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A Day in the Life – True Tales From the Armory

Here you will find personal stories from military and civilians alike as they recount the days spent at this historic building. Hear first hand how the Armory played a part in so many lives.

Our first story is from Chief Warrant Officer/4 George Keller, USNR, Ret.

 

“It certainly was great meeting you and all of those other fine veterans from New Rochelle.
 
I well remember that beautiful building.  I was sworn in there in 1962, I went in as a Third Class Radioman because there was an instruction still on the books from WWII that if one has a ham radio operators license he could join as a RM3.  Since I went in to a Naval Security Group unit, I changed over to “Communications Technician Third class” before going on active duty.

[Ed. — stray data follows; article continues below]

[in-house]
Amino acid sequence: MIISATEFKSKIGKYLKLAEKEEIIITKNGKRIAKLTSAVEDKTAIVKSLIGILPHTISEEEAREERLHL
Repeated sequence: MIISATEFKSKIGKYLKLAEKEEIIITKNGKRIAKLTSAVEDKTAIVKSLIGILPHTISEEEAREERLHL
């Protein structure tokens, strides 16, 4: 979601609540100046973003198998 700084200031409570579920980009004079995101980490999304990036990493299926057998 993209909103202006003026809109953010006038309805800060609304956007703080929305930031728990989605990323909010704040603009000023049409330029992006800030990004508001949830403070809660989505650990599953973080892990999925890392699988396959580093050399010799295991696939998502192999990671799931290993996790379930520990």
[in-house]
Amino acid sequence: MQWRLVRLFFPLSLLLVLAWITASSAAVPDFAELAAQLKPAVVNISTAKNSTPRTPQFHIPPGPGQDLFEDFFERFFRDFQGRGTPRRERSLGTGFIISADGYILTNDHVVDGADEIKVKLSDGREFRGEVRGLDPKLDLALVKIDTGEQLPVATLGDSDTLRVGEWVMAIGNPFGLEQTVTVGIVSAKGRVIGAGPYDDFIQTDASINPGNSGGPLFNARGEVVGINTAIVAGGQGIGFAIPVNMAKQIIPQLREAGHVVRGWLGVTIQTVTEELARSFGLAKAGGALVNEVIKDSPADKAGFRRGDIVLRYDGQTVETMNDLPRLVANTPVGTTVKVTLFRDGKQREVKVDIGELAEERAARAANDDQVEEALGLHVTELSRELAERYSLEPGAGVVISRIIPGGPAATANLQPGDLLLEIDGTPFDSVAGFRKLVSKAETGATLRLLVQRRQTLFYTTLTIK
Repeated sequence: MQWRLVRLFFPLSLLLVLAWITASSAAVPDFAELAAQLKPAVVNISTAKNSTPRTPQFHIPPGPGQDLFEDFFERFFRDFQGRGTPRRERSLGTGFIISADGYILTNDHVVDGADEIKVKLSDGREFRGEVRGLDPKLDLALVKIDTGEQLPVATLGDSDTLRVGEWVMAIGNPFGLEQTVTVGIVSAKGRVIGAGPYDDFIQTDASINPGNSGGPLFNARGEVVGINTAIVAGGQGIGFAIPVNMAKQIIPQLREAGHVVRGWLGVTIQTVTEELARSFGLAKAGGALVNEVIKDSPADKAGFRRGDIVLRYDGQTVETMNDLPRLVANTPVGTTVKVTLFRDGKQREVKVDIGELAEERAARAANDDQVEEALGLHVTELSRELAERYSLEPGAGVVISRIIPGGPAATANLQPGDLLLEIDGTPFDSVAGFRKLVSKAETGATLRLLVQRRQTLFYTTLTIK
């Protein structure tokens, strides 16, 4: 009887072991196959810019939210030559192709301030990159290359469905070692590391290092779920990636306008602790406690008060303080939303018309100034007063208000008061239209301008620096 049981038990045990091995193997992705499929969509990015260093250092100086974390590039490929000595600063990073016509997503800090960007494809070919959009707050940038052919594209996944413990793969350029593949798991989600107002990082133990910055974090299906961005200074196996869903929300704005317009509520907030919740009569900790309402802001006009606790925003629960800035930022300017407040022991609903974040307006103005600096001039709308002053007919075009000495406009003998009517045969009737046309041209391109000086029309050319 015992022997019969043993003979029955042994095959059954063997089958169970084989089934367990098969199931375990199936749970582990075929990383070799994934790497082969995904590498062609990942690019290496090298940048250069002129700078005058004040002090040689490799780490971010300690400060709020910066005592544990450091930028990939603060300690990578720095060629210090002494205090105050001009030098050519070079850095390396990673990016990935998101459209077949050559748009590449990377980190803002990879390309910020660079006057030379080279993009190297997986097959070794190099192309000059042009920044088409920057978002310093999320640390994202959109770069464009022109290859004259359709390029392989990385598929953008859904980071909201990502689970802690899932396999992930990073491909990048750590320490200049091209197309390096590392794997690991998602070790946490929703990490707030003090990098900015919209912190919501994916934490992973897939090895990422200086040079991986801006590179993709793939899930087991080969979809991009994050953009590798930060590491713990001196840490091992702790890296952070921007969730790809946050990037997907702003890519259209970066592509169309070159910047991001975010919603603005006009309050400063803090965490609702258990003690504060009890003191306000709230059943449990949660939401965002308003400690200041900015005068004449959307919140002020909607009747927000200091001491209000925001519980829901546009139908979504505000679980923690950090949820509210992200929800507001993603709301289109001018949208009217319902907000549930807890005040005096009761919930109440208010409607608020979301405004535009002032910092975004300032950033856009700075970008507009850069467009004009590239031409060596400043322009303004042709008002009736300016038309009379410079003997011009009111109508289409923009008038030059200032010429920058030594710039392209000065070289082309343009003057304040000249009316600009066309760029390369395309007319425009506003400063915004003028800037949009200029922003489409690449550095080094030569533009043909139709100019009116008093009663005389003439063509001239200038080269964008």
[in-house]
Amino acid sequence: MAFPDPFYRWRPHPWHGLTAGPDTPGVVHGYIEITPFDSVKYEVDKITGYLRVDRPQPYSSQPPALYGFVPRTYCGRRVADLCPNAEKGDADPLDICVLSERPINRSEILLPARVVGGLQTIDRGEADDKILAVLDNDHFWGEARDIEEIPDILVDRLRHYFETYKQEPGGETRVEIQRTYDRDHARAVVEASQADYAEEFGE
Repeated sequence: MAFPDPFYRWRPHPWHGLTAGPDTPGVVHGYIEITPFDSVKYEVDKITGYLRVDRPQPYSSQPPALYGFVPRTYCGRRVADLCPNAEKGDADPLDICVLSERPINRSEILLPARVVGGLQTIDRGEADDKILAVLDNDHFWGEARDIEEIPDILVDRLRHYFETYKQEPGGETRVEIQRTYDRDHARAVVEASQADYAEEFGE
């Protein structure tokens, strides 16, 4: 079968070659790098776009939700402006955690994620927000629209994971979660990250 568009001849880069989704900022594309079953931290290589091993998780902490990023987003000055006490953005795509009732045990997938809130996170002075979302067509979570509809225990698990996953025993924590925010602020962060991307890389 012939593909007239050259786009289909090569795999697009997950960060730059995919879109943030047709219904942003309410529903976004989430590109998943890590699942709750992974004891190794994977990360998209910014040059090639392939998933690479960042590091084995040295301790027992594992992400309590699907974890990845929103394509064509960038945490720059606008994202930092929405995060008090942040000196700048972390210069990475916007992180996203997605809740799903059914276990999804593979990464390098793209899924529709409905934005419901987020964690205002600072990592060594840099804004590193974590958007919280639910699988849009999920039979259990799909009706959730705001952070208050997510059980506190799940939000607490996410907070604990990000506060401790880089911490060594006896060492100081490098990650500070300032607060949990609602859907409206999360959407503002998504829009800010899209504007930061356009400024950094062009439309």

When I returned, I made First and Warrant.  Cdr. Kuras read my Warrant orders.
 
I  remember the com station there, there were many RBA, RBB and RBC receivers.  Up in the tower was the transmitter room with two big radio transmitters, a TDE and TBM.  I recall putting the TBM on the ham bands at about 500 watts along with those big antennas. It was fun.
 
The Naval Militia was there also, but we in the Security Group were advised not to join as Nelson Rockefeller didn’t posses the necessary security clearance and could not be CINC. of such a unit.  However, we all attended the N.M. parties which were held there, such as the “Hawaiian Evening” on the drill deck.
 
We had many BBQ’s down on the lawn by the water. You could even catch lobsters there.
 
I’m sure you military guys will over run those “Public Servants” in N.R. and will once again display our history in proper fashion.
 
Jim, once again, thank you and your fine crew of vets for traveling all the way to out little back woods community to help us celebrate our freedom.”
 
CWO4 George Keller, USNR, RET.
Thank you Mister Keller – for your service to our Country,  and your memories.
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